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Comments from Frankston, Reed, and Friends

Wednesday, March 12, 2003

DPR at 4:02 PM [url]:

Salon article on the myth of interference.

David Weinberger wrote a Salon article on the myth of interference that appeared today. It's already been heavily slashdotted.

And of course, there are the usual angry letters that seem to think I'm claiming to have discovered the earth is flat, or that relativity is wrong (someone actually thought I was arguing that!)

What I am actually saying is pretty boring to physicists, I would think. (What I'm saying is that because radio propagation is amazingly linear, any orthogonal basis function set will do to separate independent signals. Since each transmitter is at a different point in spacetime, signals it transmits are by definition orthogonal to signals transmitted by all other antennas, at nearly all points in space. This is true in free space, but also in space that contains matter.)

It's more exciting to RF engineers, who use approximations to the physics involved. Their approximations (ideas like "fading" and "interference") become real in their minds and textbooks. And in turn, the approximations are too complicated, so they get replaced by approximate models of the approximations ("fading probability distributions" that model "fading" as if it were a real random phenomenon, rather than a phenomenon of certain kinds of antenna-detector-modulation system choices). They believe in their approximations. They are rules of thumb that help them get a job done. And in that sense, they are useful.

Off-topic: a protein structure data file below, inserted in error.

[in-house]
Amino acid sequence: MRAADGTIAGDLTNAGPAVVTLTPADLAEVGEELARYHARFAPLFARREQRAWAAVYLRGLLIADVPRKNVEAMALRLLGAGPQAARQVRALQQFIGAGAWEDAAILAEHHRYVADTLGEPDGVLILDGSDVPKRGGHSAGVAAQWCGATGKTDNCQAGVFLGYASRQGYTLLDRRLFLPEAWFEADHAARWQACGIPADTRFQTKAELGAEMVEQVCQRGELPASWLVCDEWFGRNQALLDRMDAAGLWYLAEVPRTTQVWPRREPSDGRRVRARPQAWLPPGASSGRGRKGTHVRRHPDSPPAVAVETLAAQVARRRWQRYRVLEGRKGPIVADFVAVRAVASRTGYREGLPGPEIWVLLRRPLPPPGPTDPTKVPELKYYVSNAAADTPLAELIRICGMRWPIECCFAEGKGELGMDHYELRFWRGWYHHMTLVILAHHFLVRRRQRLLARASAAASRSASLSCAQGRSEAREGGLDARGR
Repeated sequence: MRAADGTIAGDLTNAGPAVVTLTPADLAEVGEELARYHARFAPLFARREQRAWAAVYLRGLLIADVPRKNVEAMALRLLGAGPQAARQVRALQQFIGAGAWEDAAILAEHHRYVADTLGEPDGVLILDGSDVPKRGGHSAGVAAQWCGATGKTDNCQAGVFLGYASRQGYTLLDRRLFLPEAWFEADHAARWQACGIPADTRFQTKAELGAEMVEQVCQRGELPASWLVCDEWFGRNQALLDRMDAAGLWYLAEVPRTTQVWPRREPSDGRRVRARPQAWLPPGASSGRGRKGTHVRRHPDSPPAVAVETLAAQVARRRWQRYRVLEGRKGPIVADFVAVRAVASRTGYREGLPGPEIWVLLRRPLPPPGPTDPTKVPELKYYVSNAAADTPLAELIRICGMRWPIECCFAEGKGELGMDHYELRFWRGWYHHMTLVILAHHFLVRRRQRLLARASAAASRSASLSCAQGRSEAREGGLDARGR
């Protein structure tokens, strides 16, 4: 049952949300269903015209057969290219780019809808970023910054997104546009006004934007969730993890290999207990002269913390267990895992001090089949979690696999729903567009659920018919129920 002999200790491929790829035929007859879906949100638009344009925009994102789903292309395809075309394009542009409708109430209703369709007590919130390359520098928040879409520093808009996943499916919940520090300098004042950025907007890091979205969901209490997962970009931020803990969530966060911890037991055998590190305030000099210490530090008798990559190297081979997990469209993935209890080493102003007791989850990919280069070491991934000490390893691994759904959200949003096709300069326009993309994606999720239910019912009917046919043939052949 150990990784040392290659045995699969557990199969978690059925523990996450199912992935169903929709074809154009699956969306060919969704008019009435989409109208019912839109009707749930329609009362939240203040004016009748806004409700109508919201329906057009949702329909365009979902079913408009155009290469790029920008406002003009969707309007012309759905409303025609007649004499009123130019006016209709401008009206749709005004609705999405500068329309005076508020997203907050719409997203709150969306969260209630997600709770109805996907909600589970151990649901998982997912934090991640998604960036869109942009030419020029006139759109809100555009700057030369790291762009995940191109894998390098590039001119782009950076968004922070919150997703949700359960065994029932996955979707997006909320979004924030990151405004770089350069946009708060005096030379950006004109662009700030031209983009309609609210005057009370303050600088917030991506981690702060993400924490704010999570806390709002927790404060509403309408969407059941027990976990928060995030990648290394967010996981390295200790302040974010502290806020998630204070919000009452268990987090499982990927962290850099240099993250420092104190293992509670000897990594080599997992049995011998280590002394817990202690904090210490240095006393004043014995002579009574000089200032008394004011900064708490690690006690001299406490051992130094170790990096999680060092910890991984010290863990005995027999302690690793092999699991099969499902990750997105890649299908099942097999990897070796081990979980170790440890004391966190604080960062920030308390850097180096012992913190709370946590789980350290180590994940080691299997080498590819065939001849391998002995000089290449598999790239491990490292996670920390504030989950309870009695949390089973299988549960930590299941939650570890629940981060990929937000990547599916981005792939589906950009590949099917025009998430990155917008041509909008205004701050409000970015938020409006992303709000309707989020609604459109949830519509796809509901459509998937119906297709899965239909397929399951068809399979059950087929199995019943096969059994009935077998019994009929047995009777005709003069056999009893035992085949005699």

And it's apparently quite exciting to folks whose experience with radio systems is somewhat limited. Exciting enough to generate angry mail and postings.

But "interference" is only a metaphor - an image that captures some of the behavior of a system. It's even a useful metaphor most of the time.

But metaphors are sometimes unhelpful - they cloud the mind, rather than clear it. And as I've seen, challenging a metaphor apparently makes some people very angry. Rather than wanting to learn more, they attack the messenger, accusing me of all sorts of things.

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